Adult students come to lessons as free agents….

Adult pupils, in my experience, are not forced by anyone to sign up for lessons or to practice. To date, I’ve never had to deal with interfering soccer practices, or high school tennis matches. There are no hovering, pushy moms or dads to get in our studio space.

Most adults want to learn as best they can given complicated work schedules, and family obligations. That’s a fact!

Ruling them out as prospective students because of rampant innuendo is an injustice to the group as a whole and to each and every one who has a unique past, present and future.

Getting down to individuals and their needs is the bottom line best way to proceed.

Just as some younger students don’t make the best use of their time, or fail to practice assignments with any degree of regularity, there may be adults who do the same. I’m sounding like a broken record!


Piano teachers and adult students need a lesson or two in how to communicate.

The first interview should enlighten, and encompass the following:

1) What does the student set as goals for his/her piano study?
2) How much time can be realistically devoted to practice from week to week?
3) What music genre is of special interest to the student?

The Teacher should spell out the program or curriculum in detail as well as the requirements for optimum advantage to the student and his progress. It should include the materials recommended that will lay a substantial foundation for the study of a wide variety of repertoire. (Include incremental doses of theory, music history, and keyboard harmony)

If there’s a meeting of the minds about the goals and how to reach them, the path to a harmonious two-way relationship between adult student and teacher can begin to be paved. (Incidentally, cancellation and make up policies should be explored in detail from the outset, barring future misunderstandings)

Along the way, any bumps in the road should be addressed without a long time delay that could cause a deteriorating relationship and a resentment build-up on both sides.

A reasonable perspective embraced by the teacher, stripped of perpetual myths about adult students would get the ball rolling in the right direction.

P.S. If you’re an adult piano student, please feel free to share your experiences.




26 thoughts on “Are Adult Piano Students Stigmatized?”

  1. hi shirley, i’ve been following your blog posts for quite a while now. i am an adult piano student and i am a very ambitious student, i can say. i set my own goals and the kinds of pieces that i’d like to play in the future. although i’ve just taken up piano lessons for 2 years now, i’m currently working on Mozart’s 12 variations of Twinkle2 little star, chopin waltz no. 7 and partita no 2 (just the sinfonie) and beethoven’s pathetique (mov 2 and 3). it’s not that i want to play BIG pieces; it’s just that i fell in love with them whilst listening on Youtube particularly Valentina Lisitsa’s channel and some other pianists that i found on youtube. the pieces are always playing in my head and if i can’t play what i hear in my head, i’d feel frustrated. i don’t mind practising long hours so long i can play the pieces that i love. i know that i still have to learn a lot, like my fingers are still not strong enough and my theory in music is only grade 1 (i get bored easily learning them). i don’t know why i am writing this but let’s take this comment as an adult student’s perspective of individuality in learning.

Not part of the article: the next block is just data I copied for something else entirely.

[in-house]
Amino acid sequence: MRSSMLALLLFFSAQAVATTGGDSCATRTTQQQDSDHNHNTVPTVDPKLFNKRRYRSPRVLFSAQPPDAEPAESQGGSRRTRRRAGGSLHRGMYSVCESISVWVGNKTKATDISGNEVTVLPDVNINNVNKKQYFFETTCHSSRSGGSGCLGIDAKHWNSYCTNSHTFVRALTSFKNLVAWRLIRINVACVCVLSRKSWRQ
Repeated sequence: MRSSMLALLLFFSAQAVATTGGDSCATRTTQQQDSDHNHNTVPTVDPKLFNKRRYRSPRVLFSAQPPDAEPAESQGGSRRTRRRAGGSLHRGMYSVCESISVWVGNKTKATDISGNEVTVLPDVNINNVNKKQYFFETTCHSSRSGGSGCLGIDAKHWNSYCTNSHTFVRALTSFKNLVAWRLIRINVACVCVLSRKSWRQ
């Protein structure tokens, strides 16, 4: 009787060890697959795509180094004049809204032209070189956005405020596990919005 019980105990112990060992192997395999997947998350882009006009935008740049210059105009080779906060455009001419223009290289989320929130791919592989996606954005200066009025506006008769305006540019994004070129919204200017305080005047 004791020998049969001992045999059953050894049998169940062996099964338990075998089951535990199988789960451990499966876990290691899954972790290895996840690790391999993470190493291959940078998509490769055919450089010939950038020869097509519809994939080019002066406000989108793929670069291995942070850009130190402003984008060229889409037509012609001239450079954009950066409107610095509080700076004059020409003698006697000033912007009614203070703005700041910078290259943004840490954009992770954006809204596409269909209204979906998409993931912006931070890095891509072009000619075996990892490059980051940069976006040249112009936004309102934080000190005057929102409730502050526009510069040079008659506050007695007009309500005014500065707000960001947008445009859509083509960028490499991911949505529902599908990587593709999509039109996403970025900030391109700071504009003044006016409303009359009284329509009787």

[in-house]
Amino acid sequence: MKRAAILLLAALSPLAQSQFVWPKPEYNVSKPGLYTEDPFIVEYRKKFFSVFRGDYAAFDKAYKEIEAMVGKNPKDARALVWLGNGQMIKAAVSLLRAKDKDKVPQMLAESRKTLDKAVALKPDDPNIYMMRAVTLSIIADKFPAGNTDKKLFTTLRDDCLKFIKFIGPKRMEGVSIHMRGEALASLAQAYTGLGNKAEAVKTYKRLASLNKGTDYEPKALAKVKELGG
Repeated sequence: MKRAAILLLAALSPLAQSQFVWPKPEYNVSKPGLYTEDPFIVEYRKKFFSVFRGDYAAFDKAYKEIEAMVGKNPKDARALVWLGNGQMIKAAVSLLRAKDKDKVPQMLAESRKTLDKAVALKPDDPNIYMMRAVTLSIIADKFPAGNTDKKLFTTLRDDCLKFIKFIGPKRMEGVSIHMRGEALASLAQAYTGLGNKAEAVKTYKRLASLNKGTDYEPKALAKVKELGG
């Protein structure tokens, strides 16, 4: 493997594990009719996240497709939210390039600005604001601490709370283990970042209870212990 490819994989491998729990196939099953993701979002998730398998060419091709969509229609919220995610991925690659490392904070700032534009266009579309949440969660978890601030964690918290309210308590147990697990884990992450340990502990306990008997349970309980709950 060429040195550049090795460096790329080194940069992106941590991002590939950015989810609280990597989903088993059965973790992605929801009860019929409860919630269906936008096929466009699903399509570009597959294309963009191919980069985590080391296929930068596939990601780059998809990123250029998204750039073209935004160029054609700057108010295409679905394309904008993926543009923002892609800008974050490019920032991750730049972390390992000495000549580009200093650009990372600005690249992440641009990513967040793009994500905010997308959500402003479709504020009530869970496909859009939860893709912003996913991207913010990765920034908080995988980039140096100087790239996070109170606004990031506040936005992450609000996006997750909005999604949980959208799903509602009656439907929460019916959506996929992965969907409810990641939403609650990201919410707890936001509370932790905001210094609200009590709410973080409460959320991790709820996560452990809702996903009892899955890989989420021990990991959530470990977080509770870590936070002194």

1. Hi Nadia, Thanks for sharing your rich musical experience as an adult student. You have admirable passion for what you are doing and lots of musical rewards. Adult students can be a joy to teach because they have elected on their own to study piano. You certainly represent so many like yourself who relish the journey through so much great literature.


  2. I just started piano lessons a month ago. My kids ages 14 and 11 asked to take lessons. What I have found is that I am more interested in practicing than them. Things i have discovered is at at age 49, the memory, at least mine does not retain as easily and coordinating my fingers to move
    more fluidly is challenging. I want to learn for pure enjoyment. Am I just kidding myself ? I have been reading up on how pianists can play big pieces. It starts when you are a kid. A child’s memory builds upon pieces they have learned over the years. As an older adult, I won’t have that luxury and can only build what I can learn and remember at a much slower pace. I love listening to piano and jazz..I discovered a book fundamentals of practical piano and how to learn better and faster. If you have any tips for adult students in how they can improve MP and finger dexterity, I am all ears. I do practice daily…How much should adult students practice daily?
    The teacher I have like theory. I likes to compose. If I could learn to play fur elise some day that would be a goal of mine. Feel free to email me. I hubbed about learning piano at hubpages. alphagirl.com. I love it.


    1. Thanks for sharing. I just returned from fabulous concert given by Daniil Trifonov and will be blogging about it. One of my adult students was present at the interview I did with the artist, and asked some pertinent questions that might have relevance for you.. I will also think on your query, and get back. I leave for the Bay area early tomorrow, so there might be a delay in responding.